Our master bathroom is my little getaway. Two years ago, I completely overhauled it by painting the walls and ceiling, refinishing the vanity, replacing the light fixtures and faucets, spray painting the tub faucet and other bathroom fixtures, framing the bathroom mirrors, and installing crown molding.
Remember the before?
Here’s the after. More photos may be found at my Master Bathroom Reveal post.
I absolutely adore the way this bathroom turned out, but wanted to take it one step further by installing a glass tile accent wall on the main wall above the garden tub. Installing this wall took me a full weekend to do, but in all, it was easy, affordable, and well worth it. A full tutorial of how to install a similar wall in your own home is below!
First, choose the tile you want for the wall. Tile can get really expensive, but you can avoid that by checking out the clearance sections of any home improvement store near you. I found these 12″ x 12″ meshed tiles on sale for $3 each at Lowe’s. Measure the wall by measuring and multiplying the wall’s height by its width. I recommend buying a few additional tile sheets than you actually need, just in case you make any mistakes along the way.
Other supplies you need:
– 1 tub of tile adhesive (also known as thinset or mastic)
– 1 mosaic tile cutter ($10-$15 at a home improvement store or craft store)
– 1-2 tubs of pre-mixed grout in a color of your choice
– 1 notched trowel
– 1 rubber grout float
– 2 large sponges
– 1 bucket and access to water
– 1 pair of scissors
– Disposable gloves (Or live it up and get dirty. That’s the tomboy in me.)
Then, clear out the space. Scrub the wall with a damp rag just to get rid of any dust or dirt buildup. Definitely place down a drop cloth or a couple of trash bags because this whole project is going to be real messy.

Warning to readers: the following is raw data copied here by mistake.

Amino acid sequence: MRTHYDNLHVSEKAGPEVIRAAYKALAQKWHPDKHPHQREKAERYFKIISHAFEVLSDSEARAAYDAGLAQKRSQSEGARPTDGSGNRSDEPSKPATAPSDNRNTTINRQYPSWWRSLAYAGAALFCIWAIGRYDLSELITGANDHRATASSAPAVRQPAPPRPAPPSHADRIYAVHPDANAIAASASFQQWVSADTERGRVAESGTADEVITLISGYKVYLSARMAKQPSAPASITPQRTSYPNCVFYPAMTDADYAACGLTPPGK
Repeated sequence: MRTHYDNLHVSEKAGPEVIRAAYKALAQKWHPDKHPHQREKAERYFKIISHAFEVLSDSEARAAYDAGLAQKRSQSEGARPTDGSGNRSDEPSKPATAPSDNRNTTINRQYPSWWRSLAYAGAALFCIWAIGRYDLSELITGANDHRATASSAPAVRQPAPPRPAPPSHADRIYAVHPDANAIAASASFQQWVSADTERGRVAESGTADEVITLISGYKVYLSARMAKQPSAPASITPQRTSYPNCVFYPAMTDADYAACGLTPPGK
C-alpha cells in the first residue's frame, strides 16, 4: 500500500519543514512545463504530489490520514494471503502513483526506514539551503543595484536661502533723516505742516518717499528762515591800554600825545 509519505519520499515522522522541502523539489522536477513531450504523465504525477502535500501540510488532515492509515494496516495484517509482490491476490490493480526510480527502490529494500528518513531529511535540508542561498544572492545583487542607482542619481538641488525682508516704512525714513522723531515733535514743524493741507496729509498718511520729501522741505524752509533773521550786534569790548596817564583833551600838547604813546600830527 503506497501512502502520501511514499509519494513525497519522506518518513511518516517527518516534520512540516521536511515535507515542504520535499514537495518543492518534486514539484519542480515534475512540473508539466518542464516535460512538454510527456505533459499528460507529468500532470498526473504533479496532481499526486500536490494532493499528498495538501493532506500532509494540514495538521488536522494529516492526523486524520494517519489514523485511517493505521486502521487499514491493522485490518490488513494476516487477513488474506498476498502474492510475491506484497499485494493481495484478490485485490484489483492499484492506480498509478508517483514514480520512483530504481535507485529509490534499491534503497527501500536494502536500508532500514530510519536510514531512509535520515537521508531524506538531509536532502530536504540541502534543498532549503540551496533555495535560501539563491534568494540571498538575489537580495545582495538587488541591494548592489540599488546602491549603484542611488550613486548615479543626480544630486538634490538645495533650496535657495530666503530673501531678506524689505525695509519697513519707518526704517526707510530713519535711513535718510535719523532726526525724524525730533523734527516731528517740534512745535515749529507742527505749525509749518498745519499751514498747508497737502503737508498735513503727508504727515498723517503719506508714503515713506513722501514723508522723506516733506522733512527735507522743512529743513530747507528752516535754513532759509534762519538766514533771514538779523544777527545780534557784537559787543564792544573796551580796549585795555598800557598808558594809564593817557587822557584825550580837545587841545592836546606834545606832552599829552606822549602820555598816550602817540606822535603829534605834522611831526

Start in the top or bottom corner of the wall, and complete one row at a time. Scrape on a thin layer of adhesive onto the wall, using the straight side of your notched trowel. You don’t want to slather too much adhesive, or it’ll ooze out from the cracks of the tile. Work in small sections.
Once the layer of adhesive is good to go, run the notched end of the trowel over it to create a line of divets. This will help set the tile firmly.
Then, place one sheet of tile directly onto the adhesive. Press it down all over to ensure a tight grip.
Move on to the next, and repeat!
Use the mosaic tile cutter whenever you need cut the tile. This tool is extremely effective and doesn’t result in shattered or sharp glass.
To use it, simply place the two circular, sharp ends over the middle of the tile where you want it to be cut. Then squeeze the handle (no prior scouring or anything is necessary!).
If the sheet of tiles is too big for the particular section you’re working on, simply trim off the mesh backing with a pair of scissors.
And that’s really it. Easy, right? The hardest part is that this is a tedious job, especially if you’re covering an extra large surface completely with tile. Turn on a movie or crank up some music to keep yourself from going stir crazy.
It took me about eight hours to complete the wall, so I waited to grout the tile until the next day. If you want to get it all over with in one day, just wait at least 4-6 hours after you adhere the tile to the wall for the next step.
When you’re ready to grout, you’ll need your bucket(s) of pre-mixed grout, a rubber float, sponges, and a bucket. Fill up the bucket with water.
Take a glob of grout onto the float, and swipe it across the wall in small sections. The goal is to apply the grout without leaving behind too much grout on top of the tile. The float will help ensure that the grout will be pressed into the grooves of the tile. Feel free to use your hands to apply the grout if it’s an awkward section and the float doesn’t fit within it.
Dunk one of the sponges into the bucket just enough to dampen it. Then scrub the section of tile with the sponge to remove all of the excess grout. Rinse, wipe again. This is really easy for glass tiles, but if you have any stone ones intermixed, you’ll have to throw in a little more effort into scrubbing the grout off. Take your dry sponge, as well, and then wipe off any water or grout residue that’s left over.
Pick up the rubber float and grout again, and repeat the process until the wall’s finished. This part is pretty easy, but just like the adhesive step, it’s time-consuming. Definitely turn on some Netflix while you work.
When you’re completely finished with grouting, you’ll just need to buff the tile to make the glass shine. I found that the easiest way to do this is to take one of those blue kitchen sponges (non-abrasive kind), soak it in water, and give the wall a thorough scrub. Follow suit with paper towels to clean the water up.
Then, take a step back and enjoy your handiwork!
I absolutely love this wall; it’s my favorite part about our DIY bathroom. If I could, I’d install glass tile accent walls everywhere!
Where would you like to see a glass tile accent wall in your home?